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Model Photo Galleries
Part 7: British Tanks

According to my records, I've been building model tanks since 1970 when I was 10 years old. Two or three years after that I got my first tank book, and a life-long fascination with tanks and other armoured vehicles grew from those two events.

Although I've culled my collection of 1/35th scale models in the intervening years, I still have a few shelves' worth of my old kits. I've never been a contest-winner, I'll be the first to admit, but I've had a lot of fun building and painting them, which as far as I'm concerned is the only important part of the hobby.

This is the first model photo gallery featuring tank models I've posted. Enjoy this walk down memory lane with me.

By the way, these are all 1/35 and 1/32 scale kits.

Let's start with the post-World War II tanks. This is Tamiya's Centurion Mark III kit, which I built in England in 1982. I believe I added the .30 calibre machinegun on the commander's hatch, but I can't remember where I got the MG from. It's probably modified from one of Tamiya's infantry weapons sets. Otherwise the kit is stock.

Note that the decals are a little cracked and yellowing, a problem I never had until I moved back to Pennsylvania in 2003. Some of my old kits are suffering from decal disintegration, others are still doing fine even though many of them date back to the 1970's and 1980's. Also note that some of the paint has rubbed off the gun barrel, a problem I've been fortunate enough to largely avoid despite moving my model collection many times over the years.

Chieftain kit from Tamiya, still one of my all-time favourite tank types. I built this in 1978 in Illinois, shortly after I finished Basic Training in the Air Force. Of all the nearly 1250 model kits I've built over the last 48 years, this is one of my favourite models.

I added the camouflage netting on the turret and hull, otherwise the kit is stock. Notice all the dust on this thing. I still haven't figured out a good way of dusting models without breaking anything.

This is Tamiya's Challenger Mark I kit, built in 1988 in Pennsylvania during my last year in college. Notice the small block of foam propping up the main gun. Like many of my other modern tank kits, it suffers from barrel droop. The plastic that had enough friction to keep the barrel elevated back when I built the kit no longer has enough "oomph" to keep the gun barrel up. (Insert your own joke about growing old.)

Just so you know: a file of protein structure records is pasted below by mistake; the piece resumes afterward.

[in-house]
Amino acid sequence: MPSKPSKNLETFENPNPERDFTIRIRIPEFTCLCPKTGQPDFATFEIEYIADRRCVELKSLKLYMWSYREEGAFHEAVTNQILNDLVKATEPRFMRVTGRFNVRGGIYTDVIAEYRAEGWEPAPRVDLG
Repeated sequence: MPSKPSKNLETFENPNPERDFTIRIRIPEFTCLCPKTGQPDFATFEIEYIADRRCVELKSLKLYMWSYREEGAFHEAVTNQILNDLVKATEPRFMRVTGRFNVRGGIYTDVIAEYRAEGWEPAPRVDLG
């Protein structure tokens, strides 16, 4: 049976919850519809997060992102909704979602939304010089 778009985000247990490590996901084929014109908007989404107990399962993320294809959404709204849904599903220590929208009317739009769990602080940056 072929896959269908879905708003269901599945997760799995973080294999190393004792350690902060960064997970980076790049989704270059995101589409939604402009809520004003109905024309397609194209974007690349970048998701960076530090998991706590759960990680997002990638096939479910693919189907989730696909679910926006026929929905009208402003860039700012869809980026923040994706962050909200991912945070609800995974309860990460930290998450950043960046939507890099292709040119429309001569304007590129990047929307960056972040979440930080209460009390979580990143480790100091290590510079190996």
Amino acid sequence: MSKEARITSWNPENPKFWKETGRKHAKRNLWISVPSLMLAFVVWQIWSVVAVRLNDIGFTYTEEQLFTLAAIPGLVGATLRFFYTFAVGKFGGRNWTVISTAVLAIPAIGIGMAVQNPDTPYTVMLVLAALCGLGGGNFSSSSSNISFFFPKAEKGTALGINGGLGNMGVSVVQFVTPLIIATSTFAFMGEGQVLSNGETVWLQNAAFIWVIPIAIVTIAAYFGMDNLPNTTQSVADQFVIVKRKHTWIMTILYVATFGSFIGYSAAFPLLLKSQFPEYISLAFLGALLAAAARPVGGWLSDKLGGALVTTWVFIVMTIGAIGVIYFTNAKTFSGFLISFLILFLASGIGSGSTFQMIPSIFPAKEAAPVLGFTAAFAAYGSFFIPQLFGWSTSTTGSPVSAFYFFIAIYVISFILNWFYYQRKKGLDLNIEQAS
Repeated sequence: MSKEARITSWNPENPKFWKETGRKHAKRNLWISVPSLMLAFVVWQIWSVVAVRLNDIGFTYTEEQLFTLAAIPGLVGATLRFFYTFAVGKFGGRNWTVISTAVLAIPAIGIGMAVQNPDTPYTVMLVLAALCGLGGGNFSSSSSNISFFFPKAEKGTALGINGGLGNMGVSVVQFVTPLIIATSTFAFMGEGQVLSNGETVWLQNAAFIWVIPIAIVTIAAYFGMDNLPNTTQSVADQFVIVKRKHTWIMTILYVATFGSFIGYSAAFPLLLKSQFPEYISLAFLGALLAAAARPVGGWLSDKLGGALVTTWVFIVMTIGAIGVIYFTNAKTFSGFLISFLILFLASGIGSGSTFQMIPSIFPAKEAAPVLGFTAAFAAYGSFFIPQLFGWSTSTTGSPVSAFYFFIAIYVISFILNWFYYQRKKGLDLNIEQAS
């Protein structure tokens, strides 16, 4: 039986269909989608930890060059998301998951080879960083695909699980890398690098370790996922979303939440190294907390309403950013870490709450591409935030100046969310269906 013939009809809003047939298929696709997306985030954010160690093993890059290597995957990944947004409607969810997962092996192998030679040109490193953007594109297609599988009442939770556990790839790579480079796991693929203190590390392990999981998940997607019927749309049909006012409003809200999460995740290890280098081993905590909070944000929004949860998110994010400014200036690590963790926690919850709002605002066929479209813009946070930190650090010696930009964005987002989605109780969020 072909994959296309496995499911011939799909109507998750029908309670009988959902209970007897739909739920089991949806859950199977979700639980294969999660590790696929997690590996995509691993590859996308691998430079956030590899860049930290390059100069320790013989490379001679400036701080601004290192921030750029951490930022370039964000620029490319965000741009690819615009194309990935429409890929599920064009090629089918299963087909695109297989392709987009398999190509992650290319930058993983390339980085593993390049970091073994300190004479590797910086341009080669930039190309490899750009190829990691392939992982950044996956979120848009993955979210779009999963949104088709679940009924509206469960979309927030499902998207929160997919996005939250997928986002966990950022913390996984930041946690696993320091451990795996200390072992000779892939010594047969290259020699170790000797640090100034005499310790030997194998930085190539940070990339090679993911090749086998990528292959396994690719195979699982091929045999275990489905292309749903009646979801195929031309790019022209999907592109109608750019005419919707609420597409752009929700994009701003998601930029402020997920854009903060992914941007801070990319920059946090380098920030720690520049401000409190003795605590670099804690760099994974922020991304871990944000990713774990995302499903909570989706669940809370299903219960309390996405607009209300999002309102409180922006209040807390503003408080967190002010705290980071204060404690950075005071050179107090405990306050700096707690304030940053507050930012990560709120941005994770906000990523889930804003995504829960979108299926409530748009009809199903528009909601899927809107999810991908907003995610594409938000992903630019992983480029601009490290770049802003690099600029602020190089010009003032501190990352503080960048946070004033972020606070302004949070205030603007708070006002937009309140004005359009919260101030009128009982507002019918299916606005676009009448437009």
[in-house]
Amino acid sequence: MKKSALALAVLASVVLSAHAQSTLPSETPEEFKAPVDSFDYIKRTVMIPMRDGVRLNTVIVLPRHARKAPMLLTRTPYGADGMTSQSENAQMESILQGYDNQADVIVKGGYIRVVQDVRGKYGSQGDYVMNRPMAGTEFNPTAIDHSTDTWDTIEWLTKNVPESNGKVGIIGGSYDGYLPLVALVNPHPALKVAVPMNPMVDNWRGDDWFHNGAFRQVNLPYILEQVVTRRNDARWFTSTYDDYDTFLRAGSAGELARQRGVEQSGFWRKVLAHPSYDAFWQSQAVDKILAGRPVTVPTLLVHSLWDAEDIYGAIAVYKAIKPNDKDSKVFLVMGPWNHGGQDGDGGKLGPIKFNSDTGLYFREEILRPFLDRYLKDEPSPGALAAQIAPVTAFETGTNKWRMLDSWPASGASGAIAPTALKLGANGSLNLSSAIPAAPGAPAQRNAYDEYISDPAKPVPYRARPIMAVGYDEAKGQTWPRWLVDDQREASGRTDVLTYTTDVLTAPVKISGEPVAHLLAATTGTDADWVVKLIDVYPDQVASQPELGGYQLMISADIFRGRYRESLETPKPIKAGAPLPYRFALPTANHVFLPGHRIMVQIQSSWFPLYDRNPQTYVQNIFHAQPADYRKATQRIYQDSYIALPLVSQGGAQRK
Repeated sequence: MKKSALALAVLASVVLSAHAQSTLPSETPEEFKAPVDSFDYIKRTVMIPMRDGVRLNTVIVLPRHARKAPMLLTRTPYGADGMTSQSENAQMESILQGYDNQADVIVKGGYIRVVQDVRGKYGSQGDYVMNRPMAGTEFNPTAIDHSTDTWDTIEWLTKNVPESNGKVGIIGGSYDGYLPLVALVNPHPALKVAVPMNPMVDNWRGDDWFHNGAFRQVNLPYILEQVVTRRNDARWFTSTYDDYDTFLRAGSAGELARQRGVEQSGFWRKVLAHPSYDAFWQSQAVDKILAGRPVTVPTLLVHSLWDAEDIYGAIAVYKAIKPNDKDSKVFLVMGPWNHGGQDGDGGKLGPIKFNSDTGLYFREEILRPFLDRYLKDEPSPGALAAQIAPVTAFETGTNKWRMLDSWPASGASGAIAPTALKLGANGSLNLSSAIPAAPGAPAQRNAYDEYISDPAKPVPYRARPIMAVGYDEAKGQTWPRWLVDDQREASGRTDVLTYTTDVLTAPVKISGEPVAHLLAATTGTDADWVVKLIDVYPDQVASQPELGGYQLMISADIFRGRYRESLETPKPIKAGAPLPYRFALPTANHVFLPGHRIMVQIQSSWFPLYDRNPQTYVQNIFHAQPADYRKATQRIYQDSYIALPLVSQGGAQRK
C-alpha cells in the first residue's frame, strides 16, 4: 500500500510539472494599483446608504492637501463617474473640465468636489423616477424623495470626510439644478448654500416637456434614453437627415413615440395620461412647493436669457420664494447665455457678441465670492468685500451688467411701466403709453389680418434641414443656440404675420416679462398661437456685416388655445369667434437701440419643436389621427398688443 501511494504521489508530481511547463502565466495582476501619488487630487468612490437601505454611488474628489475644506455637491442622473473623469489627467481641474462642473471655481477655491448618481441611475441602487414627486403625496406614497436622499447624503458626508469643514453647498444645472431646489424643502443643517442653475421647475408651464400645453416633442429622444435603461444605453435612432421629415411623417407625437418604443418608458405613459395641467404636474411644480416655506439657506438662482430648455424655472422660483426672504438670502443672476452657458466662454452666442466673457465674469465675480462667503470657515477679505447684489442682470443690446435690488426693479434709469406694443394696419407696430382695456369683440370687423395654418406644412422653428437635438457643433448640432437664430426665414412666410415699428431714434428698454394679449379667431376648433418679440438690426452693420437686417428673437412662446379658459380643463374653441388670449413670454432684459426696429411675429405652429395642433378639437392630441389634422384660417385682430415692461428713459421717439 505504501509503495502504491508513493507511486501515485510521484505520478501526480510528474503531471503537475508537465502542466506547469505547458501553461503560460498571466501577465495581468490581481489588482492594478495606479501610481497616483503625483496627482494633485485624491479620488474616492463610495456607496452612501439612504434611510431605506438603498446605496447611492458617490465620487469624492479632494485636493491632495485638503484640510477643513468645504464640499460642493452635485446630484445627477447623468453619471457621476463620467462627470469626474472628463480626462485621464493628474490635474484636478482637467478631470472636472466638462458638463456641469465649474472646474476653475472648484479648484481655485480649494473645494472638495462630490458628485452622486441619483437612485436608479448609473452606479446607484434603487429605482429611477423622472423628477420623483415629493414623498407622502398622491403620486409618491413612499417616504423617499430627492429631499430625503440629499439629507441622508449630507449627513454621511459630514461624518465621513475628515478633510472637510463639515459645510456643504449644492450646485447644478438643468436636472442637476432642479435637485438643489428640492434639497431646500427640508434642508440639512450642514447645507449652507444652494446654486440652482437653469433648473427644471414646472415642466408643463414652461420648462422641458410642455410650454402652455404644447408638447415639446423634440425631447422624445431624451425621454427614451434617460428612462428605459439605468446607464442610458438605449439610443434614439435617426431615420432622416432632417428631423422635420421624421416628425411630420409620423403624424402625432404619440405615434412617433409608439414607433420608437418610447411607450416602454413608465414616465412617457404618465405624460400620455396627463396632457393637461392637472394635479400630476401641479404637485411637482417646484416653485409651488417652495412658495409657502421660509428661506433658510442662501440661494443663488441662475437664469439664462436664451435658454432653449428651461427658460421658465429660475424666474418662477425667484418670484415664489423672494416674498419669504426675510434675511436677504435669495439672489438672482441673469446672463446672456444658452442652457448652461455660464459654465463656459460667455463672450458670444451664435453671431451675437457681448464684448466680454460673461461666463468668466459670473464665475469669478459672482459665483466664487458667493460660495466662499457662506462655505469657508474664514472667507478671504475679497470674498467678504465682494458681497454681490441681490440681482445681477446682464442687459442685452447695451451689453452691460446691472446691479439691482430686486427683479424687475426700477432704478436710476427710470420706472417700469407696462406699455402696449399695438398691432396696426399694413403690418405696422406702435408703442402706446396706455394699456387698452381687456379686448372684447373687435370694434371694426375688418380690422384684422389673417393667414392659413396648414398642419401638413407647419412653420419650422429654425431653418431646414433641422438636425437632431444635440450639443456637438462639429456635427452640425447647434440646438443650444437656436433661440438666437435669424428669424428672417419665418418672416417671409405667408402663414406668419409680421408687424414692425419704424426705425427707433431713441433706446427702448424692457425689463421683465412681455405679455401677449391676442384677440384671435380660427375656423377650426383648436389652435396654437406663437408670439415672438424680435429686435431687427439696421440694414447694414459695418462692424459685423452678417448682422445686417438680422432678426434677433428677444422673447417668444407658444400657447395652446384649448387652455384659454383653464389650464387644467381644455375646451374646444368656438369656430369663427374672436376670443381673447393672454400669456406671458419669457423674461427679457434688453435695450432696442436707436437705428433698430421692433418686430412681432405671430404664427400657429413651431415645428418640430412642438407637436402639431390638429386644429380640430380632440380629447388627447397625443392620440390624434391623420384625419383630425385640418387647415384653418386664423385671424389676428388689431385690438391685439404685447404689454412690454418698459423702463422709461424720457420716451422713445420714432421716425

A cool model of a cool tank.

Moving back to WWII, here is Italeri's Crusader Mark III. My impression of Italeri kits was that their overall detail was always very good, but their crew figures and infantry left a bit to be desired and were not as realistic-looking as Tamiya's. Still, I loved all the Italeri kits.

I built this one in 1976 in Michigan when I was a sophomore in high school. This was one of the few tank kits I weathered. I got some decent results in my various experiments with weathering, but I didn't enjoy doing it at all, which is why most of my kits are unweathered.

Tamiya's Matilda II. I built this in 1975 in Michigan. The decals are deteriorating badly. It's a shame, as this is also one of my favourite kits, and sports one of my better weathering jobs. It's also probably one of my first attempts at painting realistic camouflage. Note the front idlers and drive sprockets are bare, unpainted plastic.

Back around 2003 I bought one of those new-fangled diecast models, just to see what they were like. I can't remember the brand or whether the scale was supposed to be 1/32 or 1/35. It's a nice model though, well-painted and well-weathered, and compares favourably with the Tamiya 1/35 scale plastic kit. Sadly, the commander figure that came with the diecast model was painted better than my average figure paint job. Sigh.

Overhead shot of the Tamiya Matilda (on the left) and the diecast Matilda to compare the size and proportions. For some reason the diecast tank is covered with a weird, grimy, sticky dust. I think it's because I had it on display in my library, but none of the plastic models that have been on display in the same part of the house, or any of the books or shelves for that matter, have that weird gunk on them.

Finally, here are the Emhar Whippet and Mark IV Male kits. I built the Mark IV in 1993, initially painted it a plain green, and repainted it in 2009 with a much more interesting camouflage pattern. The Whippet I put together in 2005 but didn't get around to painting until 2009. These tanks just don't look quite right without being caked in mud, so I really should have weathered them. I hate to ruin those nifty paint jobs though. The Whippet came with decals for the white-red-white striped areas, but as is usually the case, the decals weren't quite the right size and didn't sit well over all those bumps and knobby bits. I ended up just painting the white and red stripes on by hand.


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The content on this page was written: May 15, 2013
Last updated: June 11, 2016